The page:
Contested Divorce v. Uncontested Divorce v. Limited Contested Divorce in Connecticut
29/05/11 4:06 PM
A fully contested divorce may include disputes over custody, visitation, property division and family support. The contest may be over one, several or all issues. The parties may engage in discovery over financial issues or even with respect to their parenting abilities and personal histories. If custody or visitation is disputed, studies may be conducted by court officers and/or private experts retained by each party. If finances are in dispute, expert appraisers and forensic accountants may be engaged by each party. Multiple court hearings, with both lawyers “on the clock”, may take place on matters such as temporary custody, visitation, alimony and child support. Depositions are often taken of both parties and other persons relevant to the litigation. Finally, a contested trial takes place with witnesses and experts testifying, leading to a decision on the contested issues by a Judge. An uncontested divorce is one in which all issues have been agreed upon by the parties. The parties reduce their agreement to writing and it is presented to a Judge at the final hearing. An uncontested divorce can be achieved by the parties working on their own or through mediators and collaborative lawyers as well as lawyers working in the traditional context. Often times, cases which are contested on one or more issues end up being uncontested when the parties settle after a period of adversarial litigation. In fact, the vast majority of divorce cases are settled by agreement. But what occurs in the course of litigation prior to the settlement can be damaging to the family relationships and resources. Connecticut adjudicates limited contested divorces when the only issues under dispute are financial and division of property. After a case management conference, the judge will counsel and issue orders.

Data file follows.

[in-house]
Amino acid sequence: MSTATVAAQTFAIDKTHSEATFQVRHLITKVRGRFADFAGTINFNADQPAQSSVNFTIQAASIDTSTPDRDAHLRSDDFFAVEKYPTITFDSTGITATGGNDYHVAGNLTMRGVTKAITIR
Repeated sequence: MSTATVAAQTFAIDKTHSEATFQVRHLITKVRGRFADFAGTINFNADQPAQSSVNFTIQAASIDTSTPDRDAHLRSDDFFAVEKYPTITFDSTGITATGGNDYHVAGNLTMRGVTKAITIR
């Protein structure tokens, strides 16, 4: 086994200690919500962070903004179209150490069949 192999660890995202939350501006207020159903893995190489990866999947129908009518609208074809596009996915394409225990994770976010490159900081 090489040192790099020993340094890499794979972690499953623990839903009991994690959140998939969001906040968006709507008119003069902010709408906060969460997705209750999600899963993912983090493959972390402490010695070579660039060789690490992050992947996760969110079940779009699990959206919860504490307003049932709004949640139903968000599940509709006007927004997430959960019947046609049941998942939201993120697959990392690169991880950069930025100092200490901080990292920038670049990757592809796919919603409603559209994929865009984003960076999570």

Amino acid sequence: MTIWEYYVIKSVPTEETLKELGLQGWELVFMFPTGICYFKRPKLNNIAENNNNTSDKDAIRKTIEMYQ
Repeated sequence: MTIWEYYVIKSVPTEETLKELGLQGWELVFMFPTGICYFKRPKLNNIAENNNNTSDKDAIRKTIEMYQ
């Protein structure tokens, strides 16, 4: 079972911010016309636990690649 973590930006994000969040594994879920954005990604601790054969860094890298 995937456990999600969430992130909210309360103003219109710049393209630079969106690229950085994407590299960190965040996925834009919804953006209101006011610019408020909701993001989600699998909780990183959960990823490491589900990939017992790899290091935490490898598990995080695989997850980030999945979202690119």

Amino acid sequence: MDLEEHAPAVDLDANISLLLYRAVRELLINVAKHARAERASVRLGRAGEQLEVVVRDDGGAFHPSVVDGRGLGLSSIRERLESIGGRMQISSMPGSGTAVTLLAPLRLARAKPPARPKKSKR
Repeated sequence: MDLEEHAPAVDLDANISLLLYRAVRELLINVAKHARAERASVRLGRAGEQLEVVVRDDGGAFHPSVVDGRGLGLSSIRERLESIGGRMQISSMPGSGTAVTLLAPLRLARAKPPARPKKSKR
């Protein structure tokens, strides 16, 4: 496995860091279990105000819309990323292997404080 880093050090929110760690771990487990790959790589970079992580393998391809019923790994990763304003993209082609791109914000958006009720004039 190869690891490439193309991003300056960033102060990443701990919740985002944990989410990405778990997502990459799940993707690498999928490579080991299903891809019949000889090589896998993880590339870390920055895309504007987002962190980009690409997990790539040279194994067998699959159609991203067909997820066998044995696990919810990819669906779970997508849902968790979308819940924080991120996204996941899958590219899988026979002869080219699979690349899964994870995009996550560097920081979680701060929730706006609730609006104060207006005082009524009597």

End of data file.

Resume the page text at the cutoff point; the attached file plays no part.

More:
The following two tabs change content below.